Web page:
Breezy Performance Combines Music, Art and Robotics

From course teams to class partnerships, "Pushing Air" showcases hands-on learning

On a recent Saturday night, a breath of fresh air could be found in Carnegie Mellon University’s College of Fine Arts building as students in three IDeATe classes presented their projects in "Pushing Air," an event featuring music, soft-sculpture and textile robotics.

"This has been very rewarding for the students from these different classes to join forces and see how their work can support one another and create an experience that on their own would not have been possible," said Jesse Stiles, an assistant professor in the School of Music , who directs the Exploded Ensemble , which is a hybrid music and research group/course that fuses traditional live performances with experimental techniques. "Music can transform a visual installation and being surrounded by architectural installations completely changes the music."

Three IDeATe classes presented their projects in "Pushing Air," an event featuring music, soft-sculpture and textile robotics.

The Integrative Design, Arts and Technology (IDeATe) Network connects technology and arts expertise from diverse Carnegie Mellon disciplines to advance education, research and creative practice.

As musicians of Exploded Ensemble played student composed pieces on instruments such as guitar, synthesizers, violins and omnichords, they were joined onstage by robotic performance sculptures designed by the students in Kinetic Fabrics that explored concepts of creating animate expression by activating textile media with mechanism and movement.

Jesse Stiles works with students to prepare for "Pushing Air."

Garth Zeglin, an instructor and project scientist in the Robotics Institute , said that the Kinetic Fabrics course is developing a new medium.

"There are long histories of both textile art and puppetry, but relatively little at the intersection of automation and abstract textiles," Zeglin said. "The interdisciplinary nature of IDeATe gives us an opportunity to guide our diverse groups of students into creating new crafts and forms."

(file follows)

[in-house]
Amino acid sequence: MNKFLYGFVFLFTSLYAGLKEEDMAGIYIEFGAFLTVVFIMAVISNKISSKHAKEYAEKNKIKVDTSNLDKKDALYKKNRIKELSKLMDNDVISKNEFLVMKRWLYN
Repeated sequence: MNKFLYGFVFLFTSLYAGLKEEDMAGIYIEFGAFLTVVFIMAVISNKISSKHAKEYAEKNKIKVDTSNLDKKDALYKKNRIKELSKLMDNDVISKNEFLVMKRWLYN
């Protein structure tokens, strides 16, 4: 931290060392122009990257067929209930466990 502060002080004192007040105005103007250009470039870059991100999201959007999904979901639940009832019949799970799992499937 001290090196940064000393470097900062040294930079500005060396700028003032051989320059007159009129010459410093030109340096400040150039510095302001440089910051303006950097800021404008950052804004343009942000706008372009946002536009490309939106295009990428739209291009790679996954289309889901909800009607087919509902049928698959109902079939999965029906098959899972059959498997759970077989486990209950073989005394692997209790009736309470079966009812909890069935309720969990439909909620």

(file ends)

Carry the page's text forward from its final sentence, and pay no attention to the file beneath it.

"Pushing Air" attendees could push and pull one of the large-scale sculptures on display in the Great Hall.

Olivia Robinson, instructor for Inflatables & Soft Sculptures and co-instructor for Kinetic Fabrics, said students drawn to the courses came from disciplines such as engineering , humanities , computer science and design. For Inflatables & Soft Sculptures, students learned about sewing machines, working at different scales and collaboration to turn flexible, flat materials into 3D forms.

Robinson said showcasing large-scale architectural works for an audience is an important component of the course.

Not everyone in the class identifies as an artist or designer," Robinson said. "But what they are creating is an aesthetic, multi-modal experience that many would recognize as art."

Joseph Paetz, an alumnus of the Department of Electrical and Computer Engineering , said he took the inflatables course after experiencing last year’s Snoozefest, a forerunner to "Pushing Air." As a fifth-year scholar, Paetz has been working to build on CMU’s culture of making things by getting more students involved and providing greater support.

"I’ve found I need to be fabricating something. I can’t relegate making something with my hands to a hobby," Paetz said.

Paetz said he hoped that by attending "Pushing Air," "people were exposed to something they’re not generally exposed to. The combination of music and artwork is very cool and thought-provoking," he said.

Joey Santillo, a senior in sound design and production, created an interactive installation using plants as a sensor, which would measure electrical conductivity changes that generated patterns of light and sound.

Joey Santillo, a senior in sound design and production, is a member of Exploded Ensemble and created an interactive sound and light installation that explored using plants as a sensor. As attendees touched or neared the plants, embedded sensors would measure the electrical conductivity changes that generated changes patterns of light and sound.

"Joey is great, and he has been doing impressive work. The end result was really fascinating," Stiles said.

Future Opportunities

Collaborations between IDeATe courses are already being planned for next year. The third annual SubSurface festival will take place this fall in an inactive mine in Brady’s Bend, Pennsylvania.

Since launching in fall 2014, the IDeATe program has been learning from its students and is constantly growing and offers eight undergraduate minors in game design , animation & special effects , design for learning , media design , sonic arts , innovation & entrepreneurship , intelligent environments , and physical computing. Students in any major can study any of the minors, or can take the courses as part of another field of study.

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